(1) Notice has been given that the general public is restricted from access to a portion of a place of public amusement if a printed written notice of the restricted access has been conspicuously posted or exhibited at the entrance to that portion of the place of public amusement. If a printed written notice is posted or exhibited as described in this division regarding a portion of a place of public amusement, in addition to that posting or exhibition, notice that the general public is restricted from access to that portion of the place of public amusement also may be given, but is not required to be given, by either of the following means:
(a) By notifying the person personally, either orally or in writing, that access to that portion of the place of public amusement is restricted;
(b) By broadcasting over the public address system of the place of public amusement an oral warning that access to that portion of the place of public amusement is restricted.
(2) If notice that the general public is restricted from access to a portion of a place of public amusement is provided by the posting or exhibition of a printed written notice as described in division (D)(1) of this section, the state, in a criminal prosecution for a violation of division (B) of this section, is not required to prove that the defendant received actual notice that the general public is restricted from access to a portion of a place of public amusement.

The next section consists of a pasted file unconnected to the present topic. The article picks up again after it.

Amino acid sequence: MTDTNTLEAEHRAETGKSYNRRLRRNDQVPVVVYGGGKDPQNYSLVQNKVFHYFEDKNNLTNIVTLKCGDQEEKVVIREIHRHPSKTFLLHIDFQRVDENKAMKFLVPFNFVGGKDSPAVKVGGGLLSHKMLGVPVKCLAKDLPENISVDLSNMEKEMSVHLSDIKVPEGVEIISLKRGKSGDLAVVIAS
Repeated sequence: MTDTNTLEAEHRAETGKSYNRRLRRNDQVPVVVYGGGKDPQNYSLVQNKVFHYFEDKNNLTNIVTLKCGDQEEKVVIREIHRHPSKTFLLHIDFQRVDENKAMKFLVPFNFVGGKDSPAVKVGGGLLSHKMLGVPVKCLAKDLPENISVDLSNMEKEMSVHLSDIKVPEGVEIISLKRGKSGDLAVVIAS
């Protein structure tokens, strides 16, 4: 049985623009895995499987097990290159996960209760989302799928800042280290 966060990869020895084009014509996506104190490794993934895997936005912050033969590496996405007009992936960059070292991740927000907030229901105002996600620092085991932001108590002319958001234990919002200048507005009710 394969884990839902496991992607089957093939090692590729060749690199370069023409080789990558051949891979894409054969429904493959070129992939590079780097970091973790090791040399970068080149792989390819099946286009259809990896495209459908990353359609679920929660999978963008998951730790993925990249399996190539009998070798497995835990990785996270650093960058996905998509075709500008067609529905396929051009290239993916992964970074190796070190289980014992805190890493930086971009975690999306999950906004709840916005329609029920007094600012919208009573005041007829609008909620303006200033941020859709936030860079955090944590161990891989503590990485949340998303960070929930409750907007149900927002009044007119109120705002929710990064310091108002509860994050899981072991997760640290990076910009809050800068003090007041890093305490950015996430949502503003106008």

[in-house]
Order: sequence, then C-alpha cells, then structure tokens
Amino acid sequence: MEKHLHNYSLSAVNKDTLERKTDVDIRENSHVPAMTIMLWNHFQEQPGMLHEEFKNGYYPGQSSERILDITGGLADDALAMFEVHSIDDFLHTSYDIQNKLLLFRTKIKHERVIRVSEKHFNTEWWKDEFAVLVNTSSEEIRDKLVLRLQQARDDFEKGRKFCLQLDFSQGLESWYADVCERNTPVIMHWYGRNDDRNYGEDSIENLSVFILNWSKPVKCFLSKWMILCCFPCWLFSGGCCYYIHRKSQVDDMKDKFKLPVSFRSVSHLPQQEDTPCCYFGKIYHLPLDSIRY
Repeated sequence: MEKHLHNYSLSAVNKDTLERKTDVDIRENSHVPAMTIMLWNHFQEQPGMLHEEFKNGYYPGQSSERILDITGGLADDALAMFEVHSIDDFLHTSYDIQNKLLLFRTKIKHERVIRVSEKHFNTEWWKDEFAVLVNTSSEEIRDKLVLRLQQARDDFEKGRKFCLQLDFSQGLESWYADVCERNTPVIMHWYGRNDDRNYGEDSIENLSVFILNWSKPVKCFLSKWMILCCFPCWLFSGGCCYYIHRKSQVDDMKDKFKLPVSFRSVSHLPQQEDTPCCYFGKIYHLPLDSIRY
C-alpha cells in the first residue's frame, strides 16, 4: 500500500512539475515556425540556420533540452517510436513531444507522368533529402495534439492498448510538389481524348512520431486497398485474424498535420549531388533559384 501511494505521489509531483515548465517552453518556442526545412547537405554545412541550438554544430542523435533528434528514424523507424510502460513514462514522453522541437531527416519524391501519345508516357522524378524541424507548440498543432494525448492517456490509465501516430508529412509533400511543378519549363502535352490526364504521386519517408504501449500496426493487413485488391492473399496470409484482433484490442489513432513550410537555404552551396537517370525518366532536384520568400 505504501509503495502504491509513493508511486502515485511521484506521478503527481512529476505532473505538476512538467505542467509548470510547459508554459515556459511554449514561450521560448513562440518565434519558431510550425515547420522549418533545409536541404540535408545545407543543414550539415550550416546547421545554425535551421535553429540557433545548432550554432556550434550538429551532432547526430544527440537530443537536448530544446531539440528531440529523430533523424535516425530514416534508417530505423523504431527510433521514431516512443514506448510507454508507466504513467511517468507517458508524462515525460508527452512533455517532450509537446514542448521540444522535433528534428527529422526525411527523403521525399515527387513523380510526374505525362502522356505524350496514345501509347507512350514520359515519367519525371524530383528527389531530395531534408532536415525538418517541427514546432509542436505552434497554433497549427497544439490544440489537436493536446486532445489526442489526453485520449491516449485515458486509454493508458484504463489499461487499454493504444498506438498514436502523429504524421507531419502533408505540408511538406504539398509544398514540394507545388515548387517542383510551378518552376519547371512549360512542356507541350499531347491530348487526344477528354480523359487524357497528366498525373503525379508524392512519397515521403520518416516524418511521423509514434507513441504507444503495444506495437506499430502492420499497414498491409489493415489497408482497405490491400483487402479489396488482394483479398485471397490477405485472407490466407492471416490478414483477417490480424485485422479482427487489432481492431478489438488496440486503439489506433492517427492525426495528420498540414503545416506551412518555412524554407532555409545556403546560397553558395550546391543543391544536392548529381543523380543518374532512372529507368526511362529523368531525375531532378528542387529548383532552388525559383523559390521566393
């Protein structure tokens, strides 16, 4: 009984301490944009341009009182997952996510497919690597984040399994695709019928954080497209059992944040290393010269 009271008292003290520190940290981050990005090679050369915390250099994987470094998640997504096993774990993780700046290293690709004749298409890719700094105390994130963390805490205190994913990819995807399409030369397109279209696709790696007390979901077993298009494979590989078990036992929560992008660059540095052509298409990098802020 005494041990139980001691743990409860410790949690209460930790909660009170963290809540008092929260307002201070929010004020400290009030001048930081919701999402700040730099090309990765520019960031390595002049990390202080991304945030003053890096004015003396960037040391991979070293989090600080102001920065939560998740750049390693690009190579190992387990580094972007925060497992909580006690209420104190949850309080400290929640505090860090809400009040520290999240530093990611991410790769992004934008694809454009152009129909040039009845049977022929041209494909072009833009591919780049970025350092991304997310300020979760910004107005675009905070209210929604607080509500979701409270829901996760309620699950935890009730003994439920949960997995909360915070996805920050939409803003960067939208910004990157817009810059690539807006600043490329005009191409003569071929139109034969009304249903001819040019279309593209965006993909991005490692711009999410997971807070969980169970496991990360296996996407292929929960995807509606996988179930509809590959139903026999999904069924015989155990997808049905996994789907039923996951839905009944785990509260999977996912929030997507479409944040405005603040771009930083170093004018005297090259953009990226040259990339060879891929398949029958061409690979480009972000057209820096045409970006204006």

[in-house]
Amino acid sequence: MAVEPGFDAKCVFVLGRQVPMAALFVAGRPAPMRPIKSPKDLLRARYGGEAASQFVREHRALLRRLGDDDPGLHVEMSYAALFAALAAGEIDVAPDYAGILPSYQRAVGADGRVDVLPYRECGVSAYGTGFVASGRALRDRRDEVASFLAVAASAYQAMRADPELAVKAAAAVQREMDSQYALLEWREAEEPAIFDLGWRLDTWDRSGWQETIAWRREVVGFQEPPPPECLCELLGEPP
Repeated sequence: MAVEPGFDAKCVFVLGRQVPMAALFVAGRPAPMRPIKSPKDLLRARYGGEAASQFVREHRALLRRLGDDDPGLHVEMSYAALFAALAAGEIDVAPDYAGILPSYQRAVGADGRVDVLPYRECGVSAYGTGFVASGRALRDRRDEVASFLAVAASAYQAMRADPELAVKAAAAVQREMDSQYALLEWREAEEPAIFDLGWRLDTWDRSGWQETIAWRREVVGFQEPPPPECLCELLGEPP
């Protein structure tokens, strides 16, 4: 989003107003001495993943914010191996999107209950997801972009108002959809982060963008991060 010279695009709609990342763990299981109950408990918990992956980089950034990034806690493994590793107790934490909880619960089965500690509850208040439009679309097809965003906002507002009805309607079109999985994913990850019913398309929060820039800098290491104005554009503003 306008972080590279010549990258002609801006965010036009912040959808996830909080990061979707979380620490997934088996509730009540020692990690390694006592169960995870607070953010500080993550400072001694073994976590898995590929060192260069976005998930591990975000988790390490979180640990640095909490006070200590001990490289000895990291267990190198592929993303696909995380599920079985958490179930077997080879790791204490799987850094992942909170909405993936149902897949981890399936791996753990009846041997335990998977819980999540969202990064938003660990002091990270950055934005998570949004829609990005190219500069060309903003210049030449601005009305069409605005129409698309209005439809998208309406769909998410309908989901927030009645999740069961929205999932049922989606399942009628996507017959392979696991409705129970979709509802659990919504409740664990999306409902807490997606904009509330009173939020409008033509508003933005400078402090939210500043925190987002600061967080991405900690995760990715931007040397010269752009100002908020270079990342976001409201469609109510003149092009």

(1) Whoever violates division (B) of this section is guilty of criminal trespass on a place of public amusement, a misdemeanor of the first degree.
(2) In addition to any jail term, fine, or other sentence, penalty, or sanction it imposes upon the offender pursuant to division (E)(1) of this section, a court may require an offender who violates this section to perform not less than thirty, and not more than one hundred twenty hours of supervised community service work.
Any person who enters any restricted portion of a place of public amusement and remains there, and in so doing causes any delay, interruption or other disruption of any demonstration or performance taking place therein is guilty of a first-degree misdemeanor.
Note that this statute specifically allows any owner or operator of such a place or their authorized agents to use reasonable force in restraining and removing a person who would otherwise violate this section, though it specifically states that they do not have any immunity from a use of excessive force in doing so.